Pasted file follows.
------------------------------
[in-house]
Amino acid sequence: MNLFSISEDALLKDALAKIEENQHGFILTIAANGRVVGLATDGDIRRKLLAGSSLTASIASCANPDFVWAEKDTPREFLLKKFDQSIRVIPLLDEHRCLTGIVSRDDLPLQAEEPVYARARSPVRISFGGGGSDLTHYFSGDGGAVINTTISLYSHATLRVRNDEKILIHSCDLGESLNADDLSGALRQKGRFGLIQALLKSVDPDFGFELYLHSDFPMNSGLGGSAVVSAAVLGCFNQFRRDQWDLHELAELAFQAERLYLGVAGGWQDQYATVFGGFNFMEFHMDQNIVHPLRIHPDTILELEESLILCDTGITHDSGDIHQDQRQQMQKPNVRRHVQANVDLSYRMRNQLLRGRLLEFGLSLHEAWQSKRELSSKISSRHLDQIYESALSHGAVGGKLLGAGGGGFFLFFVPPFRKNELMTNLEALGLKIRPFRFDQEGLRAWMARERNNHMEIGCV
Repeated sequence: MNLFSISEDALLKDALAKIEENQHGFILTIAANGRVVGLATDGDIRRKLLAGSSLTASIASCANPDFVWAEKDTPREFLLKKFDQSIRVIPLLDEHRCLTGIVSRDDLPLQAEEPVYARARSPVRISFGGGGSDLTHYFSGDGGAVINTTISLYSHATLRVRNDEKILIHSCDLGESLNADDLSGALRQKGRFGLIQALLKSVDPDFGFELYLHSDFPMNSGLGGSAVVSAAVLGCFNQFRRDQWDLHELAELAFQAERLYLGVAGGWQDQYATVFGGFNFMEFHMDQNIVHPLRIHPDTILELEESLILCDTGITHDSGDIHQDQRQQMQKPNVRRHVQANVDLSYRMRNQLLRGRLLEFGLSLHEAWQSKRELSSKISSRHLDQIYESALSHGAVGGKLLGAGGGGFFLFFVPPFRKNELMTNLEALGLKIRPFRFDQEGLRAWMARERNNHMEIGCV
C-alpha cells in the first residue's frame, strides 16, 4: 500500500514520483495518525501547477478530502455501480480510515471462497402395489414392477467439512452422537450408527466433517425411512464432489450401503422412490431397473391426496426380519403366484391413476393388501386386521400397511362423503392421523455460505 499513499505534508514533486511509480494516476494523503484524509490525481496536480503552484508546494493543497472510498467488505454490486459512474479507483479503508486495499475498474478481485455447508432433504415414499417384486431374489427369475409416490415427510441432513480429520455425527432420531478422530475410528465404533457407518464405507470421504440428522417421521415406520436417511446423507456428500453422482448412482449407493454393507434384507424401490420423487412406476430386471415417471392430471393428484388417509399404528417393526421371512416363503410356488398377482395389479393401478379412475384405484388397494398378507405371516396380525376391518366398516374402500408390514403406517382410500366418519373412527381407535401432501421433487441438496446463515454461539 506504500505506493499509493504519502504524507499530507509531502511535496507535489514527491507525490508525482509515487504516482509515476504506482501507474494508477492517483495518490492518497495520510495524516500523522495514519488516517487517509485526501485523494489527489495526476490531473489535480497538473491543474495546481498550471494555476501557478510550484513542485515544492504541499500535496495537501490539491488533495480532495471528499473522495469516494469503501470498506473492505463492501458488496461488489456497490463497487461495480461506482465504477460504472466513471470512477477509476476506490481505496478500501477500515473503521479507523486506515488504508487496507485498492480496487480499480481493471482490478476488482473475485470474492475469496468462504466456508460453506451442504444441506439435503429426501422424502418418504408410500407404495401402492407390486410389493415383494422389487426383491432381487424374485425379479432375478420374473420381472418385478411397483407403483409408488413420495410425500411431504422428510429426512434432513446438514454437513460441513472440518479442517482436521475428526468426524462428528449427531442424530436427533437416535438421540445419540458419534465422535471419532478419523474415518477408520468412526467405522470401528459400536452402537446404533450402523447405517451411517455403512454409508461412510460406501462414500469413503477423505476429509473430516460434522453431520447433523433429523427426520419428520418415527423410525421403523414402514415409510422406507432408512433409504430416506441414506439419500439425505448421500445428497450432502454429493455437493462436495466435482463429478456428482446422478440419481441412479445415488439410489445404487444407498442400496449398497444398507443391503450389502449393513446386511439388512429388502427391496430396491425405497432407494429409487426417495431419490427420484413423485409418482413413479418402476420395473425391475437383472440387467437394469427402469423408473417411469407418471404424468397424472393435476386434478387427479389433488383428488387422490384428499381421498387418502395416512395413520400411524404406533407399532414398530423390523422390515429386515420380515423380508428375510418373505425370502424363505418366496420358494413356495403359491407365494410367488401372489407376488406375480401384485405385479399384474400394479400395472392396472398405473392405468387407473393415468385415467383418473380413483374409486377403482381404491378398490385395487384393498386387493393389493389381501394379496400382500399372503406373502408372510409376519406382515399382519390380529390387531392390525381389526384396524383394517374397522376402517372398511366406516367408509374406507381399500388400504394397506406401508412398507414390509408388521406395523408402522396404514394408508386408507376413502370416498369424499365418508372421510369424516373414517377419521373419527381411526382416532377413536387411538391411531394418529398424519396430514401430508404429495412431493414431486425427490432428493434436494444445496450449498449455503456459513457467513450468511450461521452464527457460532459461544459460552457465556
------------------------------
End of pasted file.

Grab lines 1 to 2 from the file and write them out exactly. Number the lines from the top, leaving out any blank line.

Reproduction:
[in-house]
Amino acid sequence: MNLFSISEDALLKDALAKIEENQHGFILTIAANGRVVGLATDGDIRRKLLAGSSLTASIASCANPDFVWAEKDTPREFLLKKFDQSIRVIPLLDEHRCLTGIVSRDDLPLQAEEPVYARARSPVRISFGGGGSDLTHYFSGDGGAVINTTISLYSHATLRVRNDEKILIHSCDLGESLNADDLSGALRQKGRFGLIQALLKSVDPDFGFELYLHSDFPMNSGLGGSAVVSAAVLGCFNQFRRDQWDLHELAELAFQAERLYLGVAGGWQDQYATVFGGFNFMEFHMDQNIVHPLRIHPDTILELEESLILCDTGITHDSGDIHQDQRQQMQKPNVRRHVQANVDLSYRMRNQLLRGRLLEFGLSLHEAWQSKRELSSKISSRHLDQIYESALSHGAVGGKLLGAGGGGFFLFFVPPFRKNELMTNLEALGLKIRPFRFDQEGLRAWMARERNNHMEIGCV